The all-inclusive family resort’s “Carnival for a Cause” will embody a carnival’s midway atmosphere. At the event, which will take place on Saturday, May 2nd, guests can play the unique games for a chance to win prizes, including the grand prize of an all-inclusive getaway to the Pocono resort. Alongside the midway games, guests will be entertained by a balloon artist, magician, live music, food vendors, and inflatable bounce houses (weather permitting).

In addition to the carnival, other special events for the weekend include:

– A live cooking class featuring tasty yet healthy low sugar options

– A “Dance-A-Thon” where Woodloch Staff and guests will join together to dance the night away in order to raise donations

– A benefit 9-hole shotgun golf tournament at The County Club at Woodloch Springs

diabetesword– The East Central PA branch of JDRF will also be hosting their annual “Walk to Cure” event at PNC Field in Moosic on May 3rd. Registration information is available at EastCentralPA.jdrf.org.

During Carnival for a Cause weekend, all-inclusive rates start at just $199 per adult per night. For more information or to book a stay during, please visit http://www.woodloch.com/jdrf or call 1.800.WOODLOCH.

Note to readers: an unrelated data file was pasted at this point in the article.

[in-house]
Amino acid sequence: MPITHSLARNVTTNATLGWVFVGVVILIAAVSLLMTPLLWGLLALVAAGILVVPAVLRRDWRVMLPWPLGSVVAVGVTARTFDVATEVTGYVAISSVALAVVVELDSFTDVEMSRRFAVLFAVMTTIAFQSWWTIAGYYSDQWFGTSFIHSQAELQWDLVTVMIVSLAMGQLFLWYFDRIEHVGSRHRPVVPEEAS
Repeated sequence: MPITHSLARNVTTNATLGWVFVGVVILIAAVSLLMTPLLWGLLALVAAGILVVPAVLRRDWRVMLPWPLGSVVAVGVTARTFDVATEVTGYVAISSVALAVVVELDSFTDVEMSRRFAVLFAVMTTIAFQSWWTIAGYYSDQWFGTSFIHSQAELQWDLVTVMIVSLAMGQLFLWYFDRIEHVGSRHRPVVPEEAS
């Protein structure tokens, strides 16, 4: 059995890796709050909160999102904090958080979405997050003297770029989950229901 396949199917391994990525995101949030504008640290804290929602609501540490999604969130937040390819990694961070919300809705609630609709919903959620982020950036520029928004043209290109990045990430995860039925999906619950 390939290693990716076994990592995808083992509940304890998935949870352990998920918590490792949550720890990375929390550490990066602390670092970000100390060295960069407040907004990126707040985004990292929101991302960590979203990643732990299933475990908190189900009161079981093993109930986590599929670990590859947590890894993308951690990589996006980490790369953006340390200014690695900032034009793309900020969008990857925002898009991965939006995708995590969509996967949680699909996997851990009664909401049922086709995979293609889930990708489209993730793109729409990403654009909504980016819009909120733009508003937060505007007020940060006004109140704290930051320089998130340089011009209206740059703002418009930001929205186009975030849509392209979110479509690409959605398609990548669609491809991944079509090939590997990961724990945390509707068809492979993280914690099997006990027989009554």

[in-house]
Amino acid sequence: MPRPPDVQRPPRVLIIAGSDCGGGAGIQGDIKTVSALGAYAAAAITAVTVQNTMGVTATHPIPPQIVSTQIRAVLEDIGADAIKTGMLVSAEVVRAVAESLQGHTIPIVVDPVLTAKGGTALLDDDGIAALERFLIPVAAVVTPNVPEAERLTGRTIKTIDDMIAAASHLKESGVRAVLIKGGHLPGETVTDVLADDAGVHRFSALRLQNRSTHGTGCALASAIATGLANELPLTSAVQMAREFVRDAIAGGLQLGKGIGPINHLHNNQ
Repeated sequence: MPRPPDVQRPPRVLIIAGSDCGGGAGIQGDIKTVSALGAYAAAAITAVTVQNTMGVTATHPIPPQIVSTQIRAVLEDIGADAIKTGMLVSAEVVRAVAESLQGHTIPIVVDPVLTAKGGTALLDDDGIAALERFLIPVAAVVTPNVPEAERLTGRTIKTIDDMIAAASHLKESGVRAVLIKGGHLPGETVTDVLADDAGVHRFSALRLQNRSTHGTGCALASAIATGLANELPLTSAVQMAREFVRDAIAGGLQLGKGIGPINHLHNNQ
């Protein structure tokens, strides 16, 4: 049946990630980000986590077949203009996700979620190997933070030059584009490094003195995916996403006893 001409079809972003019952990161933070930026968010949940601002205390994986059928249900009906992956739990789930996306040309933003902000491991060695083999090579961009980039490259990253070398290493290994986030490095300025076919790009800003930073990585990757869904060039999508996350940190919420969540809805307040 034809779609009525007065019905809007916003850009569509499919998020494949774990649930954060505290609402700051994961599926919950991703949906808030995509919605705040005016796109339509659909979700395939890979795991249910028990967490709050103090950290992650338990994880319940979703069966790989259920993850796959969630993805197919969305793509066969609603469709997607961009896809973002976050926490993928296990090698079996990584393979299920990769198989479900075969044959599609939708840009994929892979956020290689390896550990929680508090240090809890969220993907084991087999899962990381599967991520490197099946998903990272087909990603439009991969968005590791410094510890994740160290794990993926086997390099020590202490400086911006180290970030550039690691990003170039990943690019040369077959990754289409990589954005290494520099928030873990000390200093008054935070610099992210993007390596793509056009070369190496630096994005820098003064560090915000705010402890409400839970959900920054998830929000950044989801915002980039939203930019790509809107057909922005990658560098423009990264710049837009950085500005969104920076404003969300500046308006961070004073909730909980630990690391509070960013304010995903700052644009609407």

About JDRF:

JDRF is the only global organization with a strategic research plan to end type 1 diabetes (T1D). The plan ensures that there will be an ongoing stream of life-changing therapies moving from development through to the marketplace that lessen the impact of T1D keeping people with T1D healthy and safe today until the ultimate goal of a cure and universal prevention of T1D, turning Type One into Type None. Since its founding in 1970, JDRF’s cumulative research funding totals over $1.8 billion. In 2013 alone, JDRF’s T1D research funding totaled more than $106 million. More than 80 percent of JDRF’s expenditures directly support research and research-related education.

About Woodloch Pines Resort:

Creating a magical experience for families since 1958, Woodloch Pines Resort’s signature warm hospitality keeps guests returning year after year and offers a truly unique all-inclusive family vacation experience fitting for everyone’s taste. An award-winning family resort, championship golf course and sister property featuring a luxury destination spa are just 95 scenic and convenient miles from New York City nestled in the Pocono Mountains Lake Region.

Contact:
Erica Filstein
Office: 570.685.8072 or Erica.Filstein@woodloch.com

Woodloch Pines Resort And JDRF Team Up In The Fight Against Type 1 Diabetes

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Woodloch will host its first-ever “Carnival for a Cause” in order to raise money for JDRF